Thursday, December 14, 2006
Stuck Above the Timberline.
This is as far as I made it up Mt. Hood. It was late-June, and I pulled my Jeep into the parking lot of The Timberline Lodge, got my room, unloaded my Jeep and walked upstairs to the little bar for a drink. And, as far as I was concerned, that was about as close to the summit as I needed to be. Anything after that, well... that's just nutty.
It takes a special person to climb a mountain. And, it takes a special and crazy person to climb a mountain in North America in December. After all, it takes very little for all that rain in the Pacific Northwest to turn into a ridiculous amount of snow on the slopes of Mt. Hood. In fact, when I was there some years back, the morning after my feeble attempt to summit the hotel lounge, I awoke to a thick blanket of new-fallen snow in late-June. That was just wrong in my world. And it was enough of a snowfall to make my descent from the mountain somewhat sketchy as I did my best to keep my little Jeep from turning into an out-of-control toboggan.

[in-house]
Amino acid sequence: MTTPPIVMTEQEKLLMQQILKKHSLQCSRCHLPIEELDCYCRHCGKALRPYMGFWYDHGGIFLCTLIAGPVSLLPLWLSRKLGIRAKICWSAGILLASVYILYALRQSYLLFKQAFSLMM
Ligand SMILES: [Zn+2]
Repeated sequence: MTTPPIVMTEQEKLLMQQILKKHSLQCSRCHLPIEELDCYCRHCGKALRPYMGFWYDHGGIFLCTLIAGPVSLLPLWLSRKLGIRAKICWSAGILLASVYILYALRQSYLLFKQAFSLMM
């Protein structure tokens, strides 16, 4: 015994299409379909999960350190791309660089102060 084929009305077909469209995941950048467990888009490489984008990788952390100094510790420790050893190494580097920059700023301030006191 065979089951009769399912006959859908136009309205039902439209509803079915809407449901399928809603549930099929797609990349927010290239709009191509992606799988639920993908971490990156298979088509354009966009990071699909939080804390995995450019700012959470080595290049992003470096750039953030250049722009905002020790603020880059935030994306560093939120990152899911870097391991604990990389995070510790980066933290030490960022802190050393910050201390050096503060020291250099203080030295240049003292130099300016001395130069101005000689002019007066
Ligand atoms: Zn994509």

Now, all week, we've seen reports splashed across all the networks about the three stranded climbers who, for no other reason than the fact that the mountain was there, decided to summit this sleeping volcano in the bone-freezing cold of mid-December. I think it takes equal parts of skill and luck to climb to a snow-capped peak. And, no matter how accomplished a climber is, Mother Nature is a capricious beast, and no one can truly be prepared for the tantrums she throws when we try to challenge her.
The amazing thing is that humanity's desire to survive is sometimes stronger than the things Mother Nature tosses at us, and, amazingly, I still believe the drama unfolding on the slopes of Mount Hood will end with those three climbers finding their way back to The Timberline Lodge.